The patient was taken to the operating room where a general anesthetic was administered. She was then positioned in the dorsal lithotomy position and prepped and draped in the normal sterile fashion. Once the anesthetic was found to be adequate, a bimanual exam was performed under anesthetic. Next, a weighted speculum was placed in the vagina and anterior wall of the vagina was elevated with the uterine sound and the anterior lip of the cervix was grasped with a vulsellum tenaculum. The uterus was then sounded to 12 cm. The cervix was then serially dilated with Hank dilators to a size #20 Hank. Next a Telfa pad was placed on the weighted speculum and a short curettage was performed obtaining a large amount of endometrial tissue. Next, the uterine manipulator was placed in the cervix and attached to the anterior lip of the cervix. At this point, the vulsellum tenaculum and weighted speculum were removed. Next, attention was turned to the abdomen where an approximately 2 cm incision was made immediately inferior to the umbilicus. The superior aspect of the umbilicus was grasped with a towel clamp and Veress needle was inserted through this incision. Small amount of normal saline was injected into Veress needle and seemed to drop freely. So, the Veress needle was connected to he CO2 gas, which was started at the lower setting. It was seen to flow freely with a normal resistance so the gas was advanced to the higher setting. The abdomen was then insufflated to an adequate distention. Next, the Veress needle was removed and a size #11 step trocar was inserted. Next, the introducer was removed from the trocar and the laparoscope was inserted through this port and the port was also connected to the CO2 gas. At this point, the initial operative findings were seen. Next, a size #5 step trocar was inserted approximately two fingerbreadths above the pubic symphysis in the midline. This was done by making a 1 cm incision with the skin knife, introducing a Veress needle with Ethicon sheet, and the Veress needle was then removed and the #5 port was introduced under direct visualization. A size #5 port was also placed approximately six fingerbreadths to the right of the umbilicus in a similar manner also under direct visualization. A blunt probe was inserted suprapubically along with a grasper in the right upper quadrant. These were used to see the above operative findings. Next, a size #12 mm port was introduced approximately seven fingerbreadths to the left of the umbilicus under direct visualization. Through this, a Harmonic scalpel was inserted.
The Harmonic scalpel along with the grasper was used to meticulously address the adhesions along the right adnexa in the posterior cul-de-sac. Care was taken at all times to avoid the bowel and the ureters. The fallopian tubes appeared massively scarred and completely obliterated from disease. After the right adnexa had been freed to the point where we could visualize the ovary and the posterior cul-de-sac was clearing off then we could visualize the uterosacral ligaments. Attention was turned to the left adnexa, which appeared to contain a cystic structure, but it was unclear at the beginning of the procedure what the structure was. Adhesions were carefully taken down from the bowel to the left fallopian tube and ovary, and sidewall. The adhesions were then carefully removed from the inferior aspect of the ovary also with the Harmonic scalpel. At intermittent points throughout the procedure, the suction irrigator was used to irrigate and suck blood and irrigation out of the pelvis to watch for any bleeding. At this point, the Harmonic scalpel was removed and another laparoscopic needle with a 60 cc syringe was inserted and this was used to aspirate approximately 30 cc of serosanguineous fluid from the cystic structure. Next, the needle was removed and the ligature device was inserted. This was used to clamp across the fallopian tube initially and then after the fallopian tube was ligated, the uterovarian ligament was clamped and ligated with the ligature device. Next, the fallopian tube was removed from the ovary with the ligature device in approximately 3 clamping and ligations. Then, the attention was turned to the inferior aspect of the ovary. First the infundibulopelvic ligament was identified, clamped with a ligature device, and ligated. Next, the ovary was bluntly dissected from the ovarian fossa with attention to the left ureter. Next, the ligature device was used to clamp and ligate the broad ligament immediately inferior to the ovary across. Then the ovary was completely bluntly dissected out of the ovarian fossa and completely separated from the pelvis. This was grasped with a clamp. The ligature device was removed from the #12 and a EndoCatch bag was inserted to the size #12 port. The left ovary was placed in this EndoCatch bag, which was then removed along with the whole port from the left upper quadrant. Next, the pelvis was copiously irrigated and suctioned of all blood and extra fluid. At this point, the remaining two size #5 ports were removed under direct visualization. The camera was removed and the abdomen was desufflated. Next, an introducer was replaced on a #11 port. The #11 port was removed. Next, the fascia in the left upper quadrant port was identified and grasped with Ochsner clamps, tented up, and closed with a single interrupted suture of #0 Vicryl on a UR-6 needle. Next, all skin incisions were closed with #4-0 undyed Vicryl in a subcuticular interrupted fashion. The incisions were cleaned, injected with 0.25% Marcaine, and then adjusted with Steri-Strips and bandage appropriately.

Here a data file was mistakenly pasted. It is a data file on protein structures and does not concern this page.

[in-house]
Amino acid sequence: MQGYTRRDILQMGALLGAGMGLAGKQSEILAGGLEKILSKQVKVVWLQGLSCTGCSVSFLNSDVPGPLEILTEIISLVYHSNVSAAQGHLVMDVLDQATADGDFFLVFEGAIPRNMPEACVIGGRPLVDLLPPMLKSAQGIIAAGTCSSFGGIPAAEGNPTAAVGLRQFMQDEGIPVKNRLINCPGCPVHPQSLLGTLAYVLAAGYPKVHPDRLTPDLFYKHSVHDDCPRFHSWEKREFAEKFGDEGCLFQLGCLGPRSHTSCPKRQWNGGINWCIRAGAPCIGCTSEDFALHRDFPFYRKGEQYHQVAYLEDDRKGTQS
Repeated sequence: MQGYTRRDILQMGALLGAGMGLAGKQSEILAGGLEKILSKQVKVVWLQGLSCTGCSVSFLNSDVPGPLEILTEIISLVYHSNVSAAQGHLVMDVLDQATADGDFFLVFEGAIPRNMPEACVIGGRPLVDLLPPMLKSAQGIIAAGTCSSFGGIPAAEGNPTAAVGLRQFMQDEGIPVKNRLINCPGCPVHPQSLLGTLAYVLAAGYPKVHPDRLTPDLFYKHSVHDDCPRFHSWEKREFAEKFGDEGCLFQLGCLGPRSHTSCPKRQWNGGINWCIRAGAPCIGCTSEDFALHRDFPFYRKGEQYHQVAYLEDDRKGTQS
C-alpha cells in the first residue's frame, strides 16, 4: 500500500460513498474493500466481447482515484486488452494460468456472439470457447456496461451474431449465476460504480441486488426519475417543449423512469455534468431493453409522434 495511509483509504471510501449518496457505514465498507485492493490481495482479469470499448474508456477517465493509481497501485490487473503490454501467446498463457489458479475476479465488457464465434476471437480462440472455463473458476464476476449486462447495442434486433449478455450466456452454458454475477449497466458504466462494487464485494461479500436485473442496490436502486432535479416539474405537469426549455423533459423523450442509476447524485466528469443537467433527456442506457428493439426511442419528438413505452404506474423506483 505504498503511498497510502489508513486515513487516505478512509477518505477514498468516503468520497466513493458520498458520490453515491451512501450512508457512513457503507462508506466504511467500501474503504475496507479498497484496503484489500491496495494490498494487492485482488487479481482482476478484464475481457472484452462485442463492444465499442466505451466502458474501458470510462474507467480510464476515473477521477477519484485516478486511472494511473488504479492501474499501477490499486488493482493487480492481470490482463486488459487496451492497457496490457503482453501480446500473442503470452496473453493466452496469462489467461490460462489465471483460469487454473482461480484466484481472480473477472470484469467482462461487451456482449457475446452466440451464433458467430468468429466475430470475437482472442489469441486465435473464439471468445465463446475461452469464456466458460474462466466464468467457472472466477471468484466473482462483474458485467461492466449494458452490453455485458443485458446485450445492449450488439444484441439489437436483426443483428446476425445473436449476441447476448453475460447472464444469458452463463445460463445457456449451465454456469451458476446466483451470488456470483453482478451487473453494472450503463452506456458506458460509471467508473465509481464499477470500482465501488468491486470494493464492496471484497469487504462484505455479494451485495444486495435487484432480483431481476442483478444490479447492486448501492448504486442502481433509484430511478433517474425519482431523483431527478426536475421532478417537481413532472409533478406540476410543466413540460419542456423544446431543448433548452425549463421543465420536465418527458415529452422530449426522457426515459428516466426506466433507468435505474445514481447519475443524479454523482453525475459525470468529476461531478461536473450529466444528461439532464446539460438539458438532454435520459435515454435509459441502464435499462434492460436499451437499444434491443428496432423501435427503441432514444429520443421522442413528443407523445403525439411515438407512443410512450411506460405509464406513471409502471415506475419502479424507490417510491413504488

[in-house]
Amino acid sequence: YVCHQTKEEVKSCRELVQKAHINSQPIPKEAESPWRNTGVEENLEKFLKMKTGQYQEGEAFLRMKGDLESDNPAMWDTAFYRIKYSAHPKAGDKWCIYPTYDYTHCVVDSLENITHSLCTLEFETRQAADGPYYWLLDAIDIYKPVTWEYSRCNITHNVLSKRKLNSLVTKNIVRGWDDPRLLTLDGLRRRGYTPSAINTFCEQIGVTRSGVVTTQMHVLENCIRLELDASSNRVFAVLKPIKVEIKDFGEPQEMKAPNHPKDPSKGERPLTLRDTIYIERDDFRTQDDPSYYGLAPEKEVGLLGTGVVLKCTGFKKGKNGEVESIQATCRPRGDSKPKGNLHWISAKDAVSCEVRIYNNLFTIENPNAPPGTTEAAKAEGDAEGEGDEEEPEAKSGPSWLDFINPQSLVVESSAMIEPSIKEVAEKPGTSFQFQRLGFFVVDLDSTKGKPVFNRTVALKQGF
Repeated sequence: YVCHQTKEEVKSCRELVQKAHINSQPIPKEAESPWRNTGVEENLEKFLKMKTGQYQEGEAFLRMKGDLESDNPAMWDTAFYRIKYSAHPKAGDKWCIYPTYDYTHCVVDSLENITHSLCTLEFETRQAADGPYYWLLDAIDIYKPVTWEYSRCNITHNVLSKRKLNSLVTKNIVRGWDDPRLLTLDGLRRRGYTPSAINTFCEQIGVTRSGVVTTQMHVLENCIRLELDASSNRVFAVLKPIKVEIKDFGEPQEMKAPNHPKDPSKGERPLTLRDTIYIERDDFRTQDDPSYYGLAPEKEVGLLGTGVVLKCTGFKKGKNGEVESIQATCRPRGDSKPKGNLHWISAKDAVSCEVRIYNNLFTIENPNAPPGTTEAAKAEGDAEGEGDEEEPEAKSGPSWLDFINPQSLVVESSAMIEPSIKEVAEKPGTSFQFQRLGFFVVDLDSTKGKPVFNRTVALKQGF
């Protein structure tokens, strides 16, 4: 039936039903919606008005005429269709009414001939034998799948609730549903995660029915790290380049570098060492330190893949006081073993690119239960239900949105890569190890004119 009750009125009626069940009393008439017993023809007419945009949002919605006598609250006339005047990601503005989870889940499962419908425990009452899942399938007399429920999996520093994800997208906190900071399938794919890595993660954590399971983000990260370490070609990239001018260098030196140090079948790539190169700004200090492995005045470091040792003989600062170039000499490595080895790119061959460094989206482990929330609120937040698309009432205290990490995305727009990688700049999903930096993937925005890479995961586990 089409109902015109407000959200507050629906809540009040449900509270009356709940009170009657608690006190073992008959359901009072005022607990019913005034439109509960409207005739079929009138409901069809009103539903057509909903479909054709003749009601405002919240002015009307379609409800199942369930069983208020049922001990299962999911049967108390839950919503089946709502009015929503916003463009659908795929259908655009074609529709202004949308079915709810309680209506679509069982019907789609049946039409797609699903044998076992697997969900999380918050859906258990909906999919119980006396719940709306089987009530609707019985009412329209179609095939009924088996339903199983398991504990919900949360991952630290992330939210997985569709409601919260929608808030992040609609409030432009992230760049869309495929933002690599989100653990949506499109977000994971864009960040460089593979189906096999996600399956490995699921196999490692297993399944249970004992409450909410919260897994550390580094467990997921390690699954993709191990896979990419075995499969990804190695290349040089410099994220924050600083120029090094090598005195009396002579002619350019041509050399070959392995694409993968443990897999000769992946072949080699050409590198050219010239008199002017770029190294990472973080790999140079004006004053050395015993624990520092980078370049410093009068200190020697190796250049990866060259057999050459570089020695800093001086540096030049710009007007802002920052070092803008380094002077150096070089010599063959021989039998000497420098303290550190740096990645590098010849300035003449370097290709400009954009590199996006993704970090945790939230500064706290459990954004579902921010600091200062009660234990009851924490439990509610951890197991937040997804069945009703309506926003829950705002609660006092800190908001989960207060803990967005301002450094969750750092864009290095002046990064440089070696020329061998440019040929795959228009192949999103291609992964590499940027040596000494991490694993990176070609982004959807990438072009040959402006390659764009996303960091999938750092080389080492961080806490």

The patient was taken from the operating room in stable condition and should be observed overnight in the hospital.
surgery, ovarian cyst, adnexal mass, hydrosalpinx, pelvic inflammatory disease, pelvic adhesions, d&c, dilation and curettage, laparoscopy, enterolysis, lysis of the pelvic adhesions, salpingo-oophorectomy, harmonic scalpel, fallopian tubes, veress needle, adhesions, port, ovary, inflammatory, needle,